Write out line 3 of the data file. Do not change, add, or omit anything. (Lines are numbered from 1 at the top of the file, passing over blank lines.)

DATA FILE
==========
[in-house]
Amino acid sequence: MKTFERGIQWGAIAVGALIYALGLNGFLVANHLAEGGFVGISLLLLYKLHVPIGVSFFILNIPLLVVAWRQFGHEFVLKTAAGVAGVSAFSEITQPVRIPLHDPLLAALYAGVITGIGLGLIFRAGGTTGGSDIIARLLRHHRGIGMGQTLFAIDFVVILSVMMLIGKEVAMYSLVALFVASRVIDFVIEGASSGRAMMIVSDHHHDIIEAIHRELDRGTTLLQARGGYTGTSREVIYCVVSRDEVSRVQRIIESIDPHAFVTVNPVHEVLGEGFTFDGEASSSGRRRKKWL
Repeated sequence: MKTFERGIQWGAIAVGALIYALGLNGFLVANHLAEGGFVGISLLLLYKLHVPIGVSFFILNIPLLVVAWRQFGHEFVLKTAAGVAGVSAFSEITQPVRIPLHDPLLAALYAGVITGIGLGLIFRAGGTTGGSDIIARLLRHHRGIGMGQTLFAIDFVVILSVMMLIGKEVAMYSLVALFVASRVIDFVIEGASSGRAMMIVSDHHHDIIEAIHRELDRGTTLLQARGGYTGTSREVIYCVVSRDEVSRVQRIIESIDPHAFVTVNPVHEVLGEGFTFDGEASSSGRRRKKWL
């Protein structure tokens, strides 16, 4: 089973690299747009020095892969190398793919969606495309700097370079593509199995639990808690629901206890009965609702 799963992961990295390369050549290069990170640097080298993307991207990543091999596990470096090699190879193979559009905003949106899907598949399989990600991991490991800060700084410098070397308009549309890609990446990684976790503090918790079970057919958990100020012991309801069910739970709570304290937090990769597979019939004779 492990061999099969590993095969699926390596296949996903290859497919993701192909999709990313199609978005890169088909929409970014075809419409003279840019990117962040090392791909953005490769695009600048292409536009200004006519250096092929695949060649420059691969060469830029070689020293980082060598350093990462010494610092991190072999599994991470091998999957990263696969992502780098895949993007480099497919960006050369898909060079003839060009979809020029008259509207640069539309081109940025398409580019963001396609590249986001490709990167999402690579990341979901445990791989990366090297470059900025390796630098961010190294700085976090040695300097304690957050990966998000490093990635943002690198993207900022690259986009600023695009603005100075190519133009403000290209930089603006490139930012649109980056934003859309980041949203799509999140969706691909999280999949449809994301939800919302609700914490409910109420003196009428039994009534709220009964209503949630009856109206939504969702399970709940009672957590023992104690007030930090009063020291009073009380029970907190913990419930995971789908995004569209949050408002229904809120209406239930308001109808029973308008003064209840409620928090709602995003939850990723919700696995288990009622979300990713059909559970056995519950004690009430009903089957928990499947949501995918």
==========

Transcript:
Repeated sequence: MKTFERGIQWGAIAVGALIYALGLNGFLVANHLAEGGFVGISLLLLYKLHVPIGVSFFILNIPLLVVAWRQFGHEFVLKTAAGVAGVSAFSEITQPVRIPLHDPLLAALYAGVITGIGLGLIFRAGGTTGGSDIIARLLRHHRGIGMGQTLFAIDFVVILSVMMLIGKEVAMYSLVALFVASRVIDFVIEGASSGRAMMIVSDHHHDIIEAIHRELDRGTTLLQARGGYTGTSREVIYCVVSRDEVSRVQRIIESIDPHAFVTVNPVHEVLGEGFTFDGEASSSGRRRKKWL